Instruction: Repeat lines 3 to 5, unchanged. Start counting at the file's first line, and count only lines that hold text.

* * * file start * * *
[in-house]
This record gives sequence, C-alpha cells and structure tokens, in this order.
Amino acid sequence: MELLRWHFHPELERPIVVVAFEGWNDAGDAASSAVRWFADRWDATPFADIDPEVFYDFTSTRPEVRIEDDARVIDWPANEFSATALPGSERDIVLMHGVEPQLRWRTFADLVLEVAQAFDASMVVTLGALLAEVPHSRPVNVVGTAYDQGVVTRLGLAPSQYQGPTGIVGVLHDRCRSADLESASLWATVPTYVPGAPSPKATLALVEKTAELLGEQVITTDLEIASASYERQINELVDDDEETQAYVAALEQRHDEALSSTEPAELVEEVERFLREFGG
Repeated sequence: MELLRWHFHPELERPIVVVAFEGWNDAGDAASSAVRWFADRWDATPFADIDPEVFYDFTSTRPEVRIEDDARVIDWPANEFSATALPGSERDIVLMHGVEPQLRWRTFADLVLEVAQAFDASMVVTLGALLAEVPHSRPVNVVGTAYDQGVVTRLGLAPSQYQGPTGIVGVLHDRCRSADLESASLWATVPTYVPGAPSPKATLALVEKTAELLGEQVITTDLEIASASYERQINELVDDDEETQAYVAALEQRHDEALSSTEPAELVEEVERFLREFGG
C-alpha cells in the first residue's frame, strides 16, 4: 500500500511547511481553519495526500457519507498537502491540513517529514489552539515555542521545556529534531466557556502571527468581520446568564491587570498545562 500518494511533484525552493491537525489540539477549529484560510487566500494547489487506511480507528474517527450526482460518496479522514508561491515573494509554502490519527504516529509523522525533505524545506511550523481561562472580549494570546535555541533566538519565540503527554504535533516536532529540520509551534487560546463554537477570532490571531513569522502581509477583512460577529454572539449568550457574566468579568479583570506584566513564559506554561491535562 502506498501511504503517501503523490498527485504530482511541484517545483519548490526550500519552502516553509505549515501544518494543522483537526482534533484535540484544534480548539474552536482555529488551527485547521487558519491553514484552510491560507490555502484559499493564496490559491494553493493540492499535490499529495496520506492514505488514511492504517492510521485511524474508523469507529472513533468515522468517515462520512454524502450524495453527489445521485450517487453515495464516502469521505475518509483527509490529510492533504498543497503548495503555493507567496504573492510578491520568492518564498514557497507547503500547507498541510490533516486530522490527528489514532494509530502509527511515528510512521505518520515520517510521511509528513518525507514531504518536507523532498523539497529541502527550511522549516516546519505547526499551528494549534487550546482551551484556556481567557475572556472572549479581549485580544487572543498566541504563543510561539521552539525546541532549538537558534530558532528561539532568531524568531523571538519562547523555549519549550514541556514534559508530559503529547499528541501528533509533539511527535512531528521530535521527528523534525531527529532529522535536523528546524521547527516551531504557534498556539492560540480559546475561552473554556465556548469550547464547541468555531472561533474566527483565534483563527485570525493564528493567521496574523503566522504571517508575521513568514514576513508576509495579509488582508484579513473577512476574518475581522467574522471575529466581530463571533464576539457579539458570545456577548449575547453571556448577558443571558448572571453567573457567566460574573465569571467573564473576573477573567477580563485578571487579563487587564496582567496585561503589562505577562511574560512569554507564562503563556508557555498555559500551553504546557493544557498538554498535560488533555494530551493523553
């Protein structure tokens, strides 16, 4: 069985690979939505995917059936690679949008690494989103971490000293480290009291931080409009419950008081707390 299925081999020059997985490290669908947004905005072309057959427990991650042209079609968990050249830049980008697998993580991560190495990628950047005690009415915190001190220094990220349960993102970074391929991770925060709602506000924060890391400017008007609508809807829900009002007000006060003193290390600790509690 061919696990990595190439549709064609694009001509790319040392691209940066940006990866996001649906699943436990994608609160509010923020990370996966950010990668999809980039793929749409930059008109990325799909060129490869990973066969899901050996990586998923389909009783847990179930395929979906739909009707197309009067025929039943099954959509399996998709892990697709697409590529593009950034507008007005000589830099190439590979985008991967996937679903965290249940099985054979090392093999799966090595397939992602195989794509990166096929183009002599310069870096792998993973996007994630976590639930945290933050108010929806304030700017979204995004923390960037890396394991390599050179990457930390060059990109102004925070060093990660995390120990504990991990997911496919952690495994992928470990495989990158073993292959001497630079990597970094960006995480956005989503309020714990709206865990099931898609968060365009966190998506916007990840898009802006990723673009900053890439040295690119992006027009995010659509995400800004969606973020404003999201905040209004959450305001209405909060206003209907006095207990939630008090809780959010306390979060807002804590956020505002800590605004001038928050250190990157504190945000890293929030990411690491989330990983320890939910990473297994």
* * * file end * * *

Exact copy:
Amino acid sequence: MELLRWHFHPELERPIVVVAFEGWNDAGDAASSAVRWFADRWDATPFADIDPEVFYDFTSTRPEVRIEDDARVIDWPANEFSATALPGSERDIVLMHGVEPQLRWRTFADLVLEVAQAFDASMVVTLGALLAEVPHSRPVNVVGTAYDQGVVTRLGLAPSQYQGPTGIVGVLHDRCRSADLESASLWATVPTYVPGAPSPKATLALVEKTAELLGEQVITTDLEIASASYERQINELVDDDEETQAYVAALEQRHDEALSSTEPAELVEEVERFLREFGG
Repeated sequence: MELLRWHFHPELERPIVVVAFEGWNDAGDAASSAVRWFADRWDATPFADIDPEVFYDFTSTRPEVRIEDDARVIDWPANEFSATALPGSERDIVLMHGVEPQLRWRTFADLVLEVAQAFDASMVVTLGALLAEVPHSRPVNVVGTAYDQGVVTRLGLAPSQYQGPTGIVGVLHDRCRSADLESASLWATVPTYVPGAPSPKATLALVEKTAELLGEQVITTDLEIASASYERQINELVDDDEETQAYVAALEQRHDEALSSTEPAELVEEVERFLREFGG
C-alpha cells in the first residue's frame, strides 16, 4: 500500500511547511481553519495526500457519507498537502491540513517529514489552539515555542521545556529534531466557556502571527468581520446568564491587570498545562 500518494511533484525552493491537525489540539477549529484560510487566500494547489487506511480507528474517527450526482460518496479522514508561491515573494509554502490519527504516529509523522525533505524545506511550523481561562472580549494570546535555541533566538519565540503527554504535533516536532529540520509551534487560546463554537477570532490571531513569522502581509477583512460577529454572539449568550457574566468579568479583570506584566513564559506554561491535562 502506498501511504503517501503523490498527485504530482511541484517545483519548490526550500519552502516553509505549515501544518494543522483537526482534533484535540484544534480548539474552536482555529488551527485547521487558519491553514484552510491560507490555502484559499493564496490559491494553493493540492499535490499529495496520506492514505488514511492504517492510521485511524474508523469507529472513533468515522468517515462520512454524502450524495453527489445521485450517487453515495464516502469521505475518509483527509490529510492533504498543497503548495503555493507567496504573492510578491520568492518564498514557497507547503500547507498541510490533516486530522490527528489514532494509530502509527511515528510512521505518520515520517510521511509528513518525507514531504518536507523532498523539497529541502527550511522549516516546519505547526499551528494549534487550546482551551484556556481567557475572556472572549479581549485580544487572543498566541504563543510561539521552539525546541532549538537558534530558532528561539532568531524568531523571538519562547523555549519549550514541556514534559508530559503529547499528541501528533509533539511527535512531528521530535521527528523534525531527529532529522535536523528546524521547527516551531504557534498556539492560540480559546475561552473554556465556548469550547464547541468555531472561533474566527483565534483563527485570525493564528493567521496574523503566522504571517508575521513568514514576513508576509495579509488582508484579513473577512476574518475581522467574522471575529466581530463571533464576539457579539458570545456577548449575547453571556448577558443571558448572571453567573457567566460574573465569571467573564473576573477573567477580563485578571487579563487587564496582567496585561503589562505577562511574560512569554507564562503563556508557555498555559500551553504546557493544557498538554498535560488533555494530551493523553